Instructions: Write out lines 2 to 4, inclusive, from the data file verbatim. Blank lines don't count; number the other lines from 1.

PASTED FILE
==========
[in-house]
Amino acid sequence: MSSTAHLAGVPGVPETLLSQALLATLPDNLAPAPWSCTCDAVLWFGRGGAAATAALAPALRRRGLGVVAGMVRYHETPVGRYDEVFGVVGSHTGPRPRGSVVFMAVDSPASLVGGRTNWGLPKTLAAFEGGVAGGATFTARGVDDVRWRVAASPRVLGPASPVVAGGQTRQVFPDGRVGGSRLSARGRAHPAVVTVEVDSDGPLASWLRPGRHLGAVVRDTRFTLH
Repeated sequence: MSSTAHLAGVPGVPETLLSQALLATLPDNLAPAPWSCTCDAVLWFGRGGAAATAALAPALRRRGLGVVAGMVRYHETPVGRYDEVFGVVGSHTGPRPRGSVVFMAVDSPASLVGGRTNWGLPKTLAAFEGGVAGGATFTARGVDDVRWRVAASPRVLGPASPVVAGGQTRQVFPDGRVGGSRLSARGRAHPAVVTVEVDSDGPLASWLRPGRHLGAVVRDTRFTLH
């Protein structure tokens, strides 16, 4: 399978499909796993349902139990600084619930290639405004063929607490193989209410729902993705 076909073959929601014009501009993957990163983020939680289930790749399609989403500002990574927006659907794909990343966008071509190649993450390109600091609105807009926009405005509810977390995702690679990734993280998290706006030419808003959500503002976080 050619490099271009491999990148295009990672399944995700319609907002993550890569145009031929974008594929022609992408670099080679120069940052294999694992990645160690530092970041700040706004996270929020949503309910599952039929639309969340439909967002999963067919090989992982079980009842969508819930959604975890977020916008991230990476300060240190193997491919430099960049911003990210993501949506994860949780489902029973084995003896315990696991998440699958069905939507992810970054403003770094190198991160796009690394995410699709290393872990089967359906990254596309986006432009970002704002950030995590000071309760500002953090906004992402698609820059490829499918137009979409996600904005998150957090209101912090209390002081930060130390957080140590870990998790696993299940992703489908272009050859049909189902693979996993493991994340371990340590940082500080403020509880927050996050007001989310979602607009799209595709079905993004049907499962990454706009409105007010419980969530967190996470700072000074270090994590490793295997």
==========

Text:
Amino acid sequence: MSSTAHLAGVPGVPETLLSQALLATLPDNLAPAPWSCTCDAVLWFGRGGAAATAALAPALRRRGLGVVAGMVRYHETPVGRYDEVFGVVGSHTGPRPRGSVVFMAVDSPASLVGGRTNWGLPKTLAAFEGGVAGGATFTARGVDDVRWRVAASPRVLGPASPVVAGGQTRQVFPDGRVGGSRLSARGRAHPAVVTVEVDSDGPLASWLRPGRHLGAVVRDTRFTLH
Repeated sequence: MSSTAHLAGVPGVPETLLSQALLATLPDNLAPAPWSCTCDAVLWFGRGGAAATAALAPALRRRGLGVVAGMVRYHETPVGRYDEVFGVVGSHTGPRPRGSVVFMAVDSPASLVGGRTNWGLPKTLAAFEGGVAGGATFTARGVDDVRWRVAASPRVLGPASPVVAGGQTRQVFPDGRVGGSRLSARGRAHPAVVTVEVDSDGPLASWLRPGRHLGAVVRDTRFTLH
């Protein structure tokens, strides 16, 4: 399978499909796993349902139990600084619930290639405004063929607490193989209410729902993705 076909073959929601014009501009993957990163983020939680289930790749399609989403500002990574927006659907794909990343966008071509190649993450390109600091609105807009926009405005509810977390995702690679990734993280998290706006030419808003959500503002976080 050619490099271009491999990148295009990672399944995700319609907002993550890569145009031929974008594929022609992408670099080679120069940052294999694992990645160690530092970041700040706004996270929020949503309910599952039929639309969340439909967002999963067919090989992982079980009842969508819930959604975890977020916008991230990476300060240190193997491919430099960049911003990210993501949506994860949780489902029973084995003896315990696991998440699958069905939507992810970054403003770094190198991160796009690394995410699709290393872990089967359906990254596309986006432009970002704002950030995590000071309760500002953090906004992402698609820059490829499918137009979409996600904005998150957090209101912090209390002081930060130390957080140590870990998790696993299940992703489908272009050859049909189902693979996993493991994340371990340590940082500080403020509880927050996050007001989310979602607009799209595709079905993004049907499962990454706009409105007010419980969530967190996470700072000074270090994590490793295997």